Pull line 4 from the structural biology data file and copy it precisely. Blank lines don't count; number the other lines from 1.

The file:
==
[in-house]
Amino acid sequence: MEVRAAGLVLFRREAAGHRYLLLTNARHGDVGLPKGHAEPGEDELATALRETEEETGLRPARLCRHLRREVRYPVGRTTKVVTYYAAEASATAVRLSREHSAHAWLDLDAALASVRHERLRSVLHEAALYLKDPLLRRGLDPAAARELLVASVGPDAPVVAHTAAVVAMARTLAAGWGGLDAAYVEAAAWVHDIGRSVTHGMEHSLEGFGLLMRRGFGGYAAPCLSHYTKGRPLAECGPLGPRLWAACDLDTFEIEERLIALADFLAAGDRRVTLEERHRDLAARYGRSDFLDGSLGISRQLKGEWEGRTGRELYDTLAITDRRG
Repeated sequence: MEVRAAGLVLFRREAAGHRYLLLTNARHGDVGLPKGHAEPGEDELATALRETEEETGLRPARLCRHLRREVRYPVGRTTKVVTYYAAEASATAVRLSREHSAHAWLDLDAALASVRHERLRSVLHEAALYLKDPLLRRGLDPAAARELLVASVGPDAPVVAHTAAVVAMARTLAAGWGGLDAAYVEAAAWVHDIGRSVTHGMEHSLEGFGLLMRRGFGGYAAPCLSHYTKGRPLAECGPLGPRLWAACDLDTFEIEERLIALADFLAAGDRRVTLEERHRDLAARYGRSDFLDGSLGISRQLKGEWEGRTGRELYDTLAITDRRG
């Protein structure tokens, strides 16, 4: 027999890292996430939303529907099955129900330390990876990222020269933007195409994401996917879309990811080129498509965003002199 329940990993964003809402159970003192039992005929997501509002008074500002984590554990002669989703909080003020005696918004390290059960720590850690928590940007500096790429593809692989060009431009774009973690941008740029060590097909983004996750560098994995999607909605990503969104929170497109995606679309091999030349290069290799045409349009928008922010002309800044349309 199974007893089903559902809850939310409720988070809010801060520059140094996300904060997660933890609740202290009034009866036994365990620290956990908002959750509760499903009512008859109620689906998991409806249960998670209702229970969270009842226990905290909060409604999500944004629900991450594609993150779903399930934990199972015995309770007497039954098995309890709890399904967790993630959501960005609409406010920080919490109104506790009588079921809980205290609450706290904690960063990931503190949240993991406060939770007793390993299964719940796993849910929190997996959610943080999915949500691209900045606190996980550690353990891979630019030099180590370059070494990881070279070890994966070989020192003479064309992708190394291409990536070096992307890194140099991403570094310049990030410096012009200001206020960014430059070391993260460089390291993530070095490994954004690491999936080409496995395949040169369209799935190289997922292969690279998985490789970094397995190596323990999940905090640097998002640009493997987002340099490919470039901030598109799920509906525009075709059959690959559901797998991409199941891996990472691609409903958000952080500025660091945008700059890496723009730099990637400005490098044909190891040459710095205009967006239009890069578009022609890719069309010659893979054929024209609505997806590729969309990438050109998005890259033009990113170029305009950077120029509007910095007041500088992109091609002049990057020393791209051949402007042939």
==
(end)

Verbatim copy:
């Protein structure tokens, strides 16, 4: 027999890292996430939303529907099955129900330390990876990222020269933007195409994401996917879309990811080129498509965003002199 329940990993964003809402159970003192039992005929997501509002008074500002984590554990002669989703909080003020005696918004390290059960720590850690928590940007500096790429593809692989060009431009774009973690941008740029060590097909983004996750560098994995999607909605990503969104929170497109995606679309091999030349290069290799045409349009928008922010002309800044349309 199974007893089903559902809850939310409720988070809010801060520059140094996300904060997660933890609740202290009034009866036994365990620290956990908002959750509760499903009512008859109620689906998991409806249960998670209702229970969270009842226990905290909060409604999500944004629900991450594609993150779903399930934990199972015995309770007497039954098995309890709890399904967790993630959501960005609409406010920080919490109104506790009588079921809980205290609450706290904690960063990931503190949240993991406060939770007793390993299964719940796993849910929190997996959610943080999915949500691209900045606190996980550690353990891979630019030099180590370059070494990881070279070890994966070989020192003479064309992708190394291409990536070096992307890194140099991403570094310049990030410096012009200001206020960014430059070391993260460089390291993530070095490994954004690491999936080409496995395949040169369209799935190289997922292969690279998985490789970094397995190596323990999940905090640097998002640009493997987002340099490919470039901030598109799920509906525009075709059959690959559901797998991409199941891996990472691609409903958000952080500025660091945008700059890496723009730099990637400005490098044909190891040459710095205009967006239009890069578009022609890719069309010659893979054929024209609505997806590729969309990438050109998005890259033009990113170029305009950077120029509007910095007041500088992109091609002049990057020393791209051949402007042939």